-Lazy 8: Use one hand to trace a large infinity sign in front of the body, following the hand with the eyes. Alternate hands and continue.
-Cross the arms in front of the face in the shape of an “X” tracing a lazy 8. Be sure to watch the path of the 8 while tracing it.
-Karate Cross Crawl: Kick while punching or chopping with alternate hand and foot (right hand chops while left foot kicks).
-Cross Crawl Sit-ups: While lying on the back with hands clasped behind the head for support, sit up and touch the right elbow to the left knee. Alternate touching elbow to opposite knee.
-Double Doodle: Draw a design with both hands simultaneously. Be sure the designs are mirror images of each other, rather than facing the same direction
One of the most powerful strategies a parent can use to build their child’s skills is to read stories that your child finds interesting. Choose materials in areas of mutual interest or stories that go along with the topics your child’s class is studying. Stop regularly and ask your child to predict what will happen next or express an opinion. Listen to stories together at libraries and bookstores. Additionally, books on tape are great tools.
Inner language is the little voice inside our heads that guides and directs our actions. Develop these skills by teaching your children to repeat back what is said to them. Ask them to explain what they are thinking as they work. Teach him to describe to you what they are going to do before they do it and while they are doing it. All of these strategies will help kids learn to focus on the steps in a process and make it easier for them to work through the specific steps the teacher gives them in the classroom.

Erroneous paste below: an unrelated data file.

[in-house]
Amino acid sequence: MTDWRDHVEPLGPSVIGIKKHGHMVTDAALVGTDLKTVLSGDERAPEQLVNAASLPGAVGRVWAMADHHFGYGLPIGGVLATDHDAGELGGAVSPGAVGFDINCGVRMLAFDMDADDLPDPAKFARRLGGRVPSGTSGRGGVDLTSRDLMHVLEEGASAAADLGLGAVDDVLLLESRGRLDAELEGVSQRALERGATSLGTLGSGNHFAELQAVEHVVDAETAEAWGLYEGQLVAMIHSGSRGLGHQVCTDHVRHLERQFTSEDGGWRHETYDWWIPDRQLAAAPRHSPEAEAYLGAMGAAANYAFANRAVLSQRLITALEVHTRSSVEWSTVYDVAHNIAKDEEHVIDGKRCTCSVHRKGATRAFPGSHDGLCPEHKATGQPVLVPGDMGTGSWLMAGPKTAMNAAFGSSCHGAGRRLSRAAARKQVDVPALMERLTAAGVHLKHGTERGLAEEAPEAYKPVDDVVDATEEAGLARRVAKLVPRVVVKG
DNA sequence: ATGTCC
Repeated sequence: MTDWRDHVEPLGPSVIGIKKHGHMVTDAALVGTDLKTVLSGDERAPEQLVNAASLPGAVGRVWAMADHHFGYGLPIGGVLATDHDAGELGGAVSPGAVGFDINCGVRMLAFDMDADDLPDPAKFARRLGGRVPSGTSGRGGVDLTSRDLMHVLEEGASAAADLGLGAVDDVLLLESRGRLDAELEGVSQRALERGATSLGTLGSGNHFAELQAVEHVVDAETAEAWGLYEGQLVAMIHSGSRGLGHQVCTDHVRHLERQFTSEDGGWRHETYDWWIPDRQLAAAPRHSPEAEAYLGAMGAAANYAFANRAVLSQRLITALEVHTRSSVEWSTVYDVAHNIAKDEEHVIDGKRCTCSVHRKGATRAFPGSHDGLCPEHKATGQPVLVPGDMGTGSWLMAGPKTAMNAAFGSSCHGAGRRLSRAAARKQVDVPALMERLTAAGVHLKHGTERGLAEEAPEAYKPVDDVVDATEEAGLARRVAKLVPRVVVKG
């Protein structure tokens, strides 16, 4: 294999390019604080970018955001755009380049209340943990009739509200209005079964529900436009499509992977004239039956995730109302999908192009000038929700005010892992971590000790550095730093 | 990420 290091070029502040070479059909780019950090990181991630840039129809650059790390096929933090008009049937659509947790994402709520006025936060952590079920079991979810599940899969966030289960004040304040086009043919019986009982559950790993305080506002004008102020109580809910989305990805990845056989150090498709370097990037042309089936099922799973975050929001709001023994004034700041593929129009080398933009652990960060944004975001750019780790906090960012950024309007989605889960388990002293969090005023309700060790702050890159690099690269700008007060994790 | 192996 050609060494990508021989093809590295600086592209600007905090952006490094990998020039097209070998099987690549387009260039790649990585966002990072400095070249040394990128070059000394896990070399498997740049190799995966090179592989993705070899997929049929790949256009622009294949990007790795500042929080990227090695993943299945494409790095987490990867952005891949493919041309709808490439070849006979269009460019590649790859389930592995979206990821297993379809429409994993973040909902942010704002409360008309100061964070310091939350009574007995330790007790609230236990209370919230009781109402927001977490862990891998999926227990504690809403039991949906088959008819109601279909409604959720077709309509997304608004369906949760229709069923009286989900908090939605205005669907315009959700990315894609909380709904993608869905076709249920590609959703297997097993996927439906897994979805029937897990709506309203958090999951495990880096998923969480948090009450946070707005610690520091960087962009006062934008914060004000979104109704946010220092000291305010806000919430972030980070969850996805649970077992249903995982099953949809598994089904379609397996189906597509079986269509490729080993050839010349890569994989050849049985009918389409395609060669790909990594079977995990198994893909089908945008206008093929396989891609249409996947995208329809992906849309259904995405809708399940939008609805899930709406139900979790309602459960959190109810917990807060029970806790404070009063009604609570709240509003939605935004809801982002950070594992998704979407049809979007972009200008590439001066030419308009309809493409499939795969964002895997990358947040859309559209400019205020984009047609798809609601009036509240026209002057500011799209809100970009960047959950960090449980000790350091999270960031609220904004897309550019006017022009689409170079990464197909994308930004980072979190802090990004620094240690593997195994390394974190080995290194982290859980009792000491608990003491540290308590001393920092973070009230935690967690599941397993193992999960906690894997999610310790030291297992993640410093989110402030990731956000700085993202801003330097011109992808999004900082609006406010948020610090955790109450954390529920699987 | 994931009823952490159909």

Start by using a piece of paper and dividing it into four sections. Read a story to your children and discuss it with them so they remember it. Then have them draw four pictures that illustrate the story—beginning, middle and end. When you have done this a number of times, read a story, discuss it and have them look at one of the walls in the room and imagine that their picture is drawn on the wall. Continue with three other walls. Now practice by pointing to a wall and asking your children what they are imagining on the wall. Discuss how to use this technique in the classroom to increase interest and attention during class discussions.
Make “Echo-Tap” a game. Read to your children in phrases short enough for them to repeat the phrases back to you. Poems are excellent sources because they contain rhythm and rhyme, and are lots of fun. The next step in this method is to have your children tap out the syllables as they repeat back to you. Now, for the third phase, have your children listen to you read, but instead of repeating back to you what you said, they will only tap out the syllables. This will develop inner language skills.